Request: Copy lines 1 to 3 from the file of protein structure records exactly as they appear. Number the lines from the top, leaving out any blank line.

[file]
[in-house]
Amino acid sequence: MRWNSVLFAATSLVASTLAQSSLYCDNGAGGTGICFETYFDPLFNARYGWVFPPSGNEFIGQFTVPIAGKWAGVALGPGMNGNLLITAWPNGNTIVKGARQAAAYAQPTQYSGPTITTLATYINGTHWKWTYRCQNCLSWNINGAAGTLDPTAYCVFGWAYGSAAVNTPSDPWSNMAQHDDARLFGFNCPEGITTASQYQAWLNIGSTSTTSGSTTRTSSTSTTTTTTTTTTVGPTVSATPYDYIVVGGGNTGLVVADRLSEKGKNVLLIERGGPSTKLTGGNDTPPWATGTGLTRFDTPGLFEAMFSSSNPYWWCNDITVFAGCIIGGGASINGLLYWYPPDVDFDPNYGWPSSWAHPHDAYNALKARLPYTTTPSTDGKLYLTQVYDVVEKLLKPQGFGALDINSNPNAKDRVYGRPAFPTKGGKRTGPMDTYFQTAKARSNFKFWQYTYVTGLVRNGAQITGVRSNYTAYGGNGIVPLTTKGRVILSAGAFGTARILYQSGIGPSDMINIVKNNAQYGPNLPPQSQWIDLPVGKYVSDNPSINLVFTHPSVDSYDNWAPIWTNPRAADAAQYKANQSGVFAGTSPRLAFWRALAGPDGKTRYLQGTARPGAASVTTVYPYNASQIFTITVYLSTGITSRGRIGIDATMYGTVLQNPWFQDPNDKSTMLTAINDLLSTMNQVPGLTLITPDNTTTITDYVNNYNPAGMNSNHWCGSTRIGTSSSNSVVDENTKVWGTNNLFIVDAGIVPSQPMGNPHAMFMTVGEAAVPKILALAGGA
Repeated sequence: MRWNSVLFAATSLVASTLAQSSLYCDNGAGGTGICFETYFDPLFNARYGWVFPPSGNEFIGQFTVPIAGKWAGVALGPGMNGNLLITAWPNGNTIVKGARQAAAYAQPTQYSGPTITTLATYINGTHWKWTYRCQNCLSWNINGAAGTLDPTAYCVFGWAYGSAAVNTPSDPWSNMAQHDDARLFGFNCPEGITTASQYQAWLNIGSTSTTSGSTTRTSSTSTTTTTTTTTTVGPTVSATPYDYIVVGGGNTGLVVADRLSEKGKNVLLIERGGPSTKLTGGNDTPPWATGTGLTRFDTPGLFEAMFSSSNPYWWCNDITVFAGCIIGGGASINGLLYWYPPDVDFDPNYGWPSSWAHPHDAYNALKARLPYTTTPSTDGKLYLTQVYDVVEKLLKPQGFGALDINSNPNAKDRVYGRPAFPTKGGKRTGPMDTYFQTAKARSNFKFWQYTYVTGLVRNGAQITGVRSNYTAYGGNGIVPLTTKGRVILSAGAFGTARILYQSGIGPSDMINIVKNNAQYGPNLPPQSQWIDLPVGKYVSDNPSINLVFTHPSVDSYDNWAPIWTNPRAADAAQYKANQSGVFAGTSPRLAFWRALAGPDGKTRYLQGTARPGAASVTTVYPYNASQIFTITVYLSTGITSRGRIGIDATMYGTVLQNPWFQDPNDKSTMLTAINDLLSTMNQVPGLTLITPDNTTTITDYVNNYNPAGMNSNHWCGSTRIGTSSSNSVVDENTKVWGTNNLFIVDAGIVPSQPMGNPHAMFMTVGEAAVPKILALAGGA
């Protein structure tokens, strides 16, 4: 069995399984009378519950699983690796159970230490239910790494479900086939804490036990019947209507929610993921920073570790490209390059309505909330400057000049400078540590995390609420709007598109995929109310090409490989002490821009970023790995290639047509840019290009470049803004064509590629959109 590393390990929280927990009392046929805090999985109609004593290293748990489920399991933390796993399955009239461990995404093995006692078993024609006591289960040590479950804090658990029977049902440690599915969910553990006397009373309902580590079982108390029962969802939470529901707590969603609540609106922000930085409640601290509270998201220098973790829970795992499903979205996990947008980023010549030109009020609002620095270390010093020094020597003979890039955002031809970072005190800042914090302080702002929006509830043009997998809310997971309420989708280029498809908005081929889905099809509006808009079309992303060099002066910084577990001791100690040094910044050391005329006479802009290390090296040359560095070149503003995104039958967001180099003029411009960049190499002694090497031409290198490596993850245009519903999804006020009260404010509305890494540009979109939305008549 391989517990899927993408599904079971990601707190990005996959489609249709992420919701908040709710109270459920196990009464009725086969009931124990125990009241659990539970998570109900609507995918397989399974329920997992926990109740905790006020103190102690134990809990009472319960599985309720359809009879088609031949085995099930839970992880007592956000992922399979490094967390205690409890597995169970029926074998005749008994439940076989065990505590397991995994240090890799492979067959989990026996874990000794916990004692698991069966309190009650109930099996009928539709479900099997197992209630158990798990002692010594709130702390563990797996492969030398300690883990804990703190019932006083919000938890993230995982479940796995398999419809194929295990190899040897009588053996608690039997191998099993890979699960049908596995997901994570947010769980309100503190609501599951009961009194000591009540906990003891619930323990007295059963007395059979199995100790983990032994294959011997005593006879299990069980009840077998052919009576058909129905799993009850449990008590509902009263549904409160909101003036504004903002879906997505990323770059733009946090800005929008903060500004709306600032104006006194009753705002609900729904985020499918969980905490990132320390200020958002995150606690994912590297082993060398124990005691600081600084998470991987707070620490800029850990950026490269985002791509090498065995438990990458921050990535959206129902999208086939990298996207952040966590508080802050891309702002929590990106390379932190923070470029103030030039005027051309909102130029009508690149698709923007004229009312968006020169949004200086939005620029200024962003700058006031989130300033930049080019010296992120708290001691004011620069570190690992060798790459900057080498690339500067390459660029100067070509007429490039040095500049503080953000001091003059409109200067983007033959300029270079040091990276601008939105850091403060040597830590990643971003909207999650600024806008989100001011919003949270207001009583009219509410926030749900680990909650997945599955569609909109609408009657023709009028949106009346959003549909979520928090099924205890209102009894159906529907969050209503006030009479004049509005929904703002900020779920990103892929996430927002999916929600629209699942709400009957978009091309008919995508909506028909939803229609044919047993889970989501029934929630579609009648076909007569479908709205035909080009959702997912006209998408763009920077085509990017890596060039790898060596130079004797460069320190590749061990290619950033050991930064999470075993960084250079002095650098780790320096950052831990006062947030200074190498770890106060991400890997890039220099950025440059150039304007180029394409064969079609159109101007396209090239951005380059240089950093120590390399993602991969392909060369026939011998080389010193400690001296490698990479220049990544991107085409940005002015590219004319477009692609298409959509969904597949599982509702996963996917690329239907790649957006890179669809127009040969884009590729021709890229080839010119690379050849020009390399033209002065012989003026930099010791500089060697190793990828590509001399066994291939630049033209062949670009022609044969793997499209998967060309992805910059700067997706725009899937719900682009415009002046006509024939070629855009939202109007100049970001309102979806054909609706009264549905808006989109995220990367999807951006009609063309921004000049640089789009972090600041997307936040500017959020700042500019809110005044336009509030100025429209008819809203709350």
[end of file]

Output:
[in-house]
Amino acid sequence: MRWNSVLFAATSLVASTLAQSSLYCDNGAGGTGICFETYFDPLFNARYGWVFPPSGNEFIGQFTVPIAGKWAGVALGPGMNGNLLITAWPNGNTIVKGARQAAAYAQPTQYSGPTITTLATYINGTHWKWTYRCQNCLSWNINGAAGTLDPTAYCVFGWAYGSAAVNTPSDPWSNMAQHDDARLFGFNCPEGITTASQYQAWLNIGSTSTTSGSTTRTSSTSTTTTTTTTTTVGPTVSATPYDYIVVGGGNTGLVVADRLSEKGKNVLLIERGGPSTKLTGGNDTPPWATGTGLTRFDTPGLFEAMFSSSNPYWWCNDITVFAGCIIGGGASINGLLYWYPPDVDFDPNYGWPSSWAHPHDAYNALKARLPYTTTPSTDGKLYLTQVYDVVEKLLKPQGFGALDINSNPNAKDRVYGRPAFPTKGGKRTGPMDTYFQTAKARSNFKFWQYTYVTGLVRNGAQITGVRSNYTAYGGNGIVPLTTKGRVILSAGAFGTARILYQSGIGPSDMINIVKNNAQYGPNLPPQSQWIDLPVGKYVSDNPSINLVFTHPSVDSYDNWAPIWTNPRAADAAQYKANQSGVFAGTSPRLAFWRALAGPDGKTRYLQGTARPGAASVTTVYPYNASQIFTITVYLSTGITSRGRIGIDATMYGTVLQNPWFQDPNDKSTMLTAINDLLSTMNQVPGLTLITPDNTTTITDYVNNYNPAGMNSNHWCGSTRIGTSSSNSVVDENTKVWGTNNLFIVDAGIVPSQPMGNPHAMFMTVGEAAVPKILALAGGA
Repeated sequence: MRWNSVLFAATSLVASTLAQSSLYCDNGAGGTGICFETYFDPLFNARYGWVFPPSGNEFIGQFTVPIAGKWAGVALGPGMNGNLLITAWPNGNTIVKGARQAAAYAQPTQYSGPTITTLATYINGTHWKWTYRCQNCLSWNINGAAGTLDPTAYCVFGWAYGSAAVNTPSDPWSNMAQHDDARLFGFNCPEGITTASQYQAWLNIGSTSTTSGSTTRTSSTSTTTTTTTTTTVGPTVSATPYDYIVVGGGNTGLVVADRLSEKGKNVLLIERGGPSTKLTGGNDTPPWATGTGLTRFDTPGLFEAMFSSSNPYWWCNDITVFAGCIIGGGASINGLLYWYPPDVDFDPNYGWPSSWAHPHDAYNALKARLPYTTTPSTDGKLYLTQVYDVVEKLLKPQGFGALDINSNPNAKDRVYGRPAFPTKGGKRTGPMDTYFQTAKARSNFKFWQYTYVTGLVRNGAQITGVRSNYTAYGGNGIVPLTTKGRVILSAGAFGTARILYQSGIGPSDMINIVKNNAQYGPNLPPQSQWIDLPVGKYVSDNPSINLVFTHPSVDSYDNWAPIWTNPRAADAAQYKANQSGVFAGTSPRLAFWRALAGPDGKTRYLQGTARPGAASVTTVYPYNASQIFTITVYLSTGITSRGRIGIDATMYGTVLQNPWFQDPNDKSTMLTAINDLLSTMNQVPGLTLITPDNTTTITDYVNNYNPAGMNSNHWCGSTRIGTSSSNSVVDENTKVWGTNNLFIVDAGIVPSQPMGNPHAMFMTVGEAAVPKILALAGGA